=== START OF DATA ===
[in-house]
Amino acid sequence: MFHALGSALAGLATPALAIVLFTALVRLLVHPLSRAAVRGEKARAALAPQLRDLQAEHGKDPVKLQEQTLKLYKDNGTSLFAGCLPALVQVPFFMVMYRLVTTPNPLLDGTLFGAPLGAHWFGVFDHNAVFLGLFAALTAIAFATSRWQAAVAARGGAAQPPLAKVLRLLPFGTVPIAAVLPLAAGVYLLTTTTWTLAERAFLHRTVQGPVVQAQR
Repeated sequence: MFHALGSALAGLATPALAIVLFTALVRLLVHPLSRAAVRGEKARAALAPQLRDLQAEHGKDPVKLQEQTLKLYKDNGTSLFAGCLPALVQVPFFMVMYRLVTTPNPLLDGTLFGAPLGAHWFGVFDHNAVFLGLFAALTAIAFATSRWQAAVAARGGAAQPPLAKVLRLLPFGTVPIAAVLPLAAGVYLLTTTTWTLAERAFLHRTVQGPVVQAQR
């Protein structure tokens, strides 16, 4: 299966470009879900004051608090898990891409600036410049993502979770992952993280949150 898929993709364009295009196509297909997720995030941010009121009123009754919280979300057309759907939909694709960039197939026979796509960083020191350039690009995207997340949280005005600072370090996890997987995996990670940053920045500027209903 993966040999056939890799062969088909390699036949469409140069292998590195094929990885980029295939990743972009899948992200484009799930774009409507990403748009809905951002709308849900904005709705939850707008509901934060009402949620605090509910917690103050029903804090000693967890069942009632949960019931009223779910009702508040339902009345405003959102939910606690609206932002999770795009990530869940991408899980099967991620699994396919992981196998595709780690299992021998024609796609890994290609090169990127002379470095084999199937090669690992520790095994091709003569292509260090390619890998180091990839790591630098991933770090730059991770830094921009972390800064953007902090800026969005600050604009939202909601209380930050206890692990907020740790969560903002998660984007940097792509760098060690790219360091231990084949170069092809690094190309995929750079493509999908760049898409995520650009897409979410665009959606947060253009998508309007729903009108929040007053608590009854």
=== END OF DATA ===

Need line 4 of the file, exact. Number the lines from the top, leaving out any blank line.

């Protein structure tokens, strides 16, 4: 299966470009879900004051608090898990891409600036410049993502979770992952993280949150 898929993709364009295009196509297909997720995030941010009121009123009754919280979300057309759907939909694709960039197939026979796509960083020191350039690009995207997340949280005005600072370090996890997987995996990670940053920045500027209903 993966040999056939890799062969088909390699036949469409140069292998590195094929990885980029295939990743972009899948992200484009799930774009409507990403748009809905951002709308849900904005709705939850707008509901934060009402949620605090509910917690103050029903804090000693967890069942009632949960019931009223779910009702508040339902009345405003959102939910606690609206932002999770795009990530869940991408899980099967991620699994396919992981196998595709780690299992021998024609796609890994290609090169990127002379470095084999199937090669690992520790095994091709003569292509260090390619890998180091990839790591630098991933770090730059991770830094921009972390800064953007902090800026969005600050604009939202909601209380930050206890692990907020740790969560903002998660984007940097792509760098060690790219360091231990084949170069092809690094190309995929750079493509999908760049898409995520650009897409979410665009959606947060253009998508309007729903009108929040007053608590009854």